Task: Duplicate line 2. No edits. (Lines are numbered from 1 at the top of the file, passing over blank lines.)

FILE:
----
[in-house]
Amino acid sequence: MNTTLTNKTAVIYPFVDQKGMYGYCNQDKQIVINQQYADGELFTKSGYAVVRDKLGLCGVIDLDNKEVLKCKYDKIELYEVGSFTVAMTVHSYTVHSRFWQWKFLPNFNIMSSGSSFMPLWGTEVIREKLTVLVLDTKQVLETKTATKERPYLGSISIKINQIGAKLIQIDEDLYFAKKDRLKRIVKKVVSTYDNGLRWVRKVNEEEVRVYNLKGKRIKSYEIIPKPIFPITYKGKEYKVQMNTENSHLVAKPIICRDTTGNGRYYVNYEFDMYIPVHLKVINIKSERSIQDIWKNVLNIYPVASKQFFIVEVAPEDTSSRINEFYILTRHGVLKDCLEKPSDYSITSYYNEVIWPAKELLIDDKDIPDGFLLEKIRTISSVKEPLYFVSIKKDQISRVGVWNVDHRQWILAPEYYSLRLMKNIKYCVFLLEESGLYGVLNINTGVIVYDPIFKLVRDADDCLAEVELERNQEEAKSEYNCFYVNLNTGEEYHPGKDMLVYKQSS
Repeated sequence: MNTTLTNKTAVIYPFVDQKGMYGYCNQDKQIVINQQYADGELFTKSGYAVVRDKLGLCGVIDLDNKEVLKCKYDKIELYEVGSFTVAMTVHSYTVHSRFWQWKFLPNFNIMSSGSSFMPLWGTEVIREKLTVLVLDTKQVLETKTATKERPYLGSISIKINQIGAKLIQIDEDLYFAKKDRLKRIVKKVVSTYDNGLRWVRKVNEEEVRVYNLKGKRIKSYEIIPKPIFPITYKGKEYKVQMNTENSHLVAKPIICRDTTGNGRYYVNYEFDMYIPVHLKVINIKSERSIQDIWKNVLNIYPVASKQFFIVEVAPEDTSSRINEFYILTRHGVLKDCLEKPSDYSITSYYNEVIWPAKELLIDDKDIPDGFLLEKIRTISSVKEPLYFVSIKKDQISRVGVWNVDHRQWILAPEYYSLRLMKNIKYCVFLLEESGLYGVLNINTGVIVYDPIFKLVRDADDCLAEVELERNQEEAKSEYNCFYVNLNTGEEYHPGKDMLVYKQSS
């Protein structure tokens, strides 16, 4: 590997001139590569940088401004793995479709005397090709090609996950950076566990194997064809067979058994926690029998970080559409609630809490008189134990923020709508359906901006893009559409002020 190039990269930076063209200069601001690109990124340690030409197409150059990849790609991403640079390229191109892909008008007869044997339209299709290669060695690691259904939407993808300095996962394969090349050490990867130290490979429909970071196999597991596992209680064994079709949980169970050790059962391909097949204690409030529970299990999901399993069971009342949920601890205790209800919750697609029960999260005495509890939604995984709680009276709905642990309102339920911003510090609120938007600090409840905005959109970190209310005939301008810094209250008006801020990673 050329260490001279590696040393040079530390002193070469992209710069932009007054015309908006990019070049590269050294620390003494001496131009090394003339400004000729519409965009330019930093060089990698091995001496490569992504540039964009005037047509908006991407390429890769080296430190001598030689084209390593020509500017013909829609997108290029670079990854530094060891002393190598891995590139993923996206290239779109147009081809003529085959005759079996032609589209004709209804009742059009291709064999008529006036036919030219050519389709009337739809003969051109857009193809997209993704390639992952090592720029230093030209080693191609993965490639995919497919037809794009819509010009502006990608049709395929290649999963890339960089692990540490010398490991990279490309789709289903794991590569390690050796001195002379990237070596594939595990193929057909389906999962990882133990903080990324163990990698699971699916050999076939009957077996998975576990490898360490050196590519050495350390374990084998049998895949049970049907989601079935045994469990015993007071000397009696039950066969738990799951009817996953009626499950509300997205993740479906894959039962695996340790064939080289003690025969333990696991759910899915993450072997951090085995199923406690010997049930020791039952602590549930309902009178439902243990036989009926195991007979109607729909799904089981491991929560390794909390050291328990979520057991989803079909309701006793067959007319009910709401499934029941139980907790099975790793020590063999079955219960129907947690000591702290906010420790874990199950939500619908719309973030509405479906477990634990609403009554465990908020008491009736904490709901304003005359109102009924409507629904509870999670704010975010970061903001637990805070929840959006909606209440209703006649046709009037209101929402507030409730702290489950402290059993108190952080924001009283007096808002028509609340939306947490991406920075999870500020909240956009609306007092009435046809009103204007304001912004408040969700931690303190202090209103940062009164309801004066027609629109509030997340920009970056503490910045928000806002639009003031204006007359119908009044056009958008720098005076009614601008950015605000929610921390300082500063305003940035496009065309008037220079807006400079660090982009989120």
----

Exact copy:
Amino acid sequence: MNTTLTNKTAVIYPFVDQKGMYGYCNQDKQIVINQQYADGELFTKSGYAVVRDKLGLCGVIDLDNKEVLKCKYDKIELYEVGSFTVAMTVHSYTVHSRFWQWKFLPNFNIMSSGSSFMPLWGTEVIREKLTVLVLDTKQVLETKTATKERPYLGSISIKINQIGAKLIQIDEDLYFAKKDRLKRIVKKVVSTYDNGLRWVRKVNEEEVRVYNLKGKRIKSYEIIPKPIFPITYKGKEYKVQMNTENSHLVAKPIICRDTTGNGRYYVNYEFDMYIPVHLKVINIKSERSIQDIWKNVLNIYPVASKQFFIVEVAPEDTSSRINEFYILTRHGVLKDCLEKPSDYSITSYYNEVIWPAKELLIDDKDIPDGFLLEKIRTISSVKEPLYFVSIKKDQISRVGVWNVDHRQWILAPEYYSLRLMKNIKYCVFLLEESGLYGVLNINTGVIVYDPIFKLVRDADDCLAEVELERNQEEAKSEYNCFYVNLNTGEEYHPGKDMLVYKQSS